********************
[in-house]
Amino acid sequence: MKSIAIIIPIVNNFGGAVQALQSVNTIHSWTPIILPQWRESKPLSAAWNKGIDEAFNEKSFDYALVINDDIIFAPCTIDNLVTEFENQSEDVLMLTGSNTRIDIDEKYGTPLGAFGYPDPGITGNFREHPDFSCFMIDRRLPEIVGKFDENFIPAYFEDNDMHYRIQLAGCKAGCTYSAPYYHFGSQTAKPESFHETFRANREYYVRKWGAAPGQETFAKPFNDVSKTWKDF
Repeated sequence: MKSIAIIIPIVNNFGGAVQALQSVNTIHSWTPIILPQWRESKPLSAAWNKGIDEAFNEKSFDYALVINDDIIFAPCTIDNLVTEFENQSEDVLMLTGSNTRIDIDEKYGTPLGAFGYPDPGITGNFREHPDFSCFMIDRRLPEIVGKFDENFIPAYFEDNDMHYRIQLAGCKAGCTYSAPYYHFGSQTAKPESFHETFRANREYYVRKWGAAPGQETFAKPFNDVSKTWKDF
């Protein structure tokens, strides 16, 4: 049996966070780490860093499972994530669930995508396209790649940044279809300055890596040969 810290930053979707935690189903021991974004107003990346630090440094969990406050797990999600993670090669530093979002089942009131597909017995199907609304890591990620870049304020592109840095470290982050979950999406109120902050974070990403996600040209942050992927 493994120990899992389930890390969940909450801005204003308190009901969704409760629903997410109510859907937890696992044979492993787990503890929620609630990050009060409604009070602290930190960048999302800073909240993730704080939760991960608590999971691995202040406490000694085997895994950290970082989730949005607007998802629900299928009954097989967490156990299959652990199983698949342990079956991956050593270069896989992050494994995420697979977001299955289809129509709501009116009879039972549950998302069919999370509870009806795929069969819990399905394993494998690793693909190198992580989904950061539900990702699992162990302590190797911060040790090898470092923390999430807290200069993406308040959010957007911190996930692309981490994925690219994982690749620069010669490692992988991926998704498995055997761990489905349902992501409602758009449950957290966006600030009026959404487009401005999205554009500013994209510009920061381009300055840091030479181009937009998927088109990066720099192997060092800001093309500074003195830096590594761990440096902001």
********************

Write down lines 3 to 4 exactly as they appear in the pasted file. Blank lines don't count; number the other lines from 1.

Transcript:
Repeated sequence: MKSIAIIIPIVNNFGGAVQALQSVNTIHSWTPIILPQWRESKPLSAAWNKGIDEAFNEKSFDYALVINDDIIFAPCTIDNLVTEFENQSEDVLMLTGSNTRIDIDEKYGTPLGAFGYPDPGITGNFREHPDFSCFMIDRRLPEIVGKFDENFIPAYFEDNDMHYRIQLAGCKAGCTYSAPYYHFGSQTAKPESFHETFRANREYYVRKWGAAPGQETFAKPFNDVSKTWKDF
């Protein structure tokens, strides 16, 4: 049996966070780490860093499972994530669930995508396209790649940044279809300055890596040969 810290930053979707935690189903021991974004107003990346630090440094969990406050797990999600993670090669530093979002089942009131597909017995199907609304890591990620870049304020592109840095470290982050979950999406109120902050974070990403996600040209942050992927 493994120990899992389930890390969940909450801005204003308190009901969704409760629903997410109510859907937890696992044979492993787990503890929620609630990050009060409604009070602290930190960048999302800073909240993730704080939760991960608590999971691995202040406490000694085997895994950290970082989730949005607007998802629900299928009954097989967490156990299959652990199983698949342990079956991956050593270069896989992050494994995420697979977001299955289809129509709501009116009879039972549950998302069919999370509870009806795929069969819990399905394993494998690793693909190198992580989904950061539900990702699992162990302590190797911060040790090898470092923390999430807290200069993406308040959010957007911190996930692309981490994925690219994982690749620069010669490692992988991926998704498995055997761990489905349902992501409602758009449950957290966006600030009026959404487009401005999205554009500013994209510009920061381009300055840091030479181009937009998927088109990066720099192997060092800001093309500074003195830096590594761990440096902001």